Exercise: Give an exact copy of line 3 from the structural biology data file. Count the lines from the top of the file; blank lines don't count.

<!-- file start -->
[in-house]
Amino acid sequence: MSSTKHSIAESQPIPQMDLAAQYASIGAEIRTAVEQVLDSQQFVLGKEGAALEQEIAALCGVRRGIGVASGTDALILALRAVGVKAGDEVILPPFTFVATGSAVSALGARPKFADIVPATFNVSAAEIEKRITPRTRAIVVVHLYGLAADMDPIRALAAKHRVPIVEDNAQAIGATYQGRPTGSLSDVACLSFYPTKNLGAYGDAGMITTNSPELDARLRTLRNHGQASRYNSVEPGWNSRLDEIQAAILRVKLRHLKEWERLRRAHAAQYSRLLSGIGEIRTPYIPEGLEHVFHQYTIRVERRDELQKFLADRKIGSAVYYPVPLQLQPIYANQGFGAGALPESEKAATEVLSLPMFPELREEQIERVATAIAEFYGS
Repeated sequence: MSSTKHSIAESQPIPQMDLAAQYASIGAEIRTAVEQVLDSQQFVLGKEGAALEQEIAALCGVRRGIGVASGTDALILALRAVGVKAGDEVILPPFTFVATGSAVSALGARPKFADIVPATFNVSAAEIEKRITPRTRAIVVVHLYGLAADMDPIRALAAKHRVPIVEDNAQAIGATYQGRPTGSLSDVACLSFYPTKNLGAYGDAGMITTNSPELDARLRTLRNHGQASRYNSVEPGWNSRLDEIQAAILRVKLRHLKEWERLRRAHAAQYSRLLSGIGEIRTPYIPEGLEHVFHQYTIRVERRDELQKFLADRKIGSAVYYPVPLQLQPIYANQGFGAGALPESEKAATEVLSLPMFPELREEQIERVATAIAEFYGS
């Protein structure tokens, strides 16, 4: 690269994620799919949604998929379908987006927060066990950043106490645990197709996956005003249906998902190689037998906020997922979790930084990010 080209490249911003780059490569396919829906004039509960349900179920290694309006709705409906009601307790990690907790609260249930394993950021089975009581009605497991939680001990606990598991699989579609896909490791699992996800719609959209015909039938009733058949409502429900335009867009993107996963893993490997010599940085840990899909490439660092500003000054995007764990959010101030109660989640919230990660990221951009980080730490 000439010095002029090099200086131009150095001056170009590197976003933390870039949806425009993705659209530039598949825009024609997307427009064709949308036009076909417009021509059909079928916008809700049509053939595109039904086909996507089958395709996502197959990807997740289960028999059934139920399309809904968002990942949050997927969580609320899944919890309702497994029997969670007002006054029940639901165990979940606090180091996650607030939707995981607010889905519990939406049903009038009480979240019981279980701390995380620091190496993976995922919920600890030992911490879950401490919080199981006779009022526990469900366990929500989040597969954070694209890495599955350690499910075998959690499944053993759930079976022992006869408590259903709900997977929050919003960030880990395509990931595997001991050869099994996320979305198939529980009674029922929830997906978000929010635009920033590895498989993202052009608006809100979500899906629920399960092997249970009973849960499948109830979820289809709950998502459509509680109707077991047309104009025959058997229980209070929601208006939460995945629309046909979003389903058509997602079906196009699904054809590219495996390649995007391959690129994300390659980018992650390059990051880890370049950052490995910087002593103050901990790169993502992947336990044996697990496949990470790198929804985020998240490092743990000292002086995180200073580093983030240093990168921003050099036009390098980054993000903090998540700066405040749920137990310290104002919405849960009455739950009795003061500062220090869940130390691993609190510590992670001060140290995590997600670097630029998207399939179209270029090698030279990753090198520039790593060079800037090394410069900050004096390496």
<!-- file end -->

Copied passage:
Repeated sequence: MSSTKHSIAESQPIPQMDLAAQYASIGAEIRTAVEQVLDSQQFVLGKEGAALEQEIAALCGVRRGIGVASGTDALILALRAVGVKAGDEVILPPFTFVATGSAVSALGARPKFADIVPATFNVSAAEIEKRITPRTRAIVVVHLYGLAADMDPIRALAAKHRVPIVEDNAQAIGATYQGRPTGSLSDVACLSFYPTKNLGAYGDAGMITTNSPELDARLRTLRNHGQASRYNSVEPGWNSRLDEIQAAILRVKLRHLKEWERLRRAHAAQYSRLLSGIGEIRTPYIPEGLEHVFHQYTIRVERRDELQKFLADRKIGSAVYYPVPLQLQPIYANQGFGAGALPESEKAATEVLSLPMFPELREEQIERVATAIAEFYGS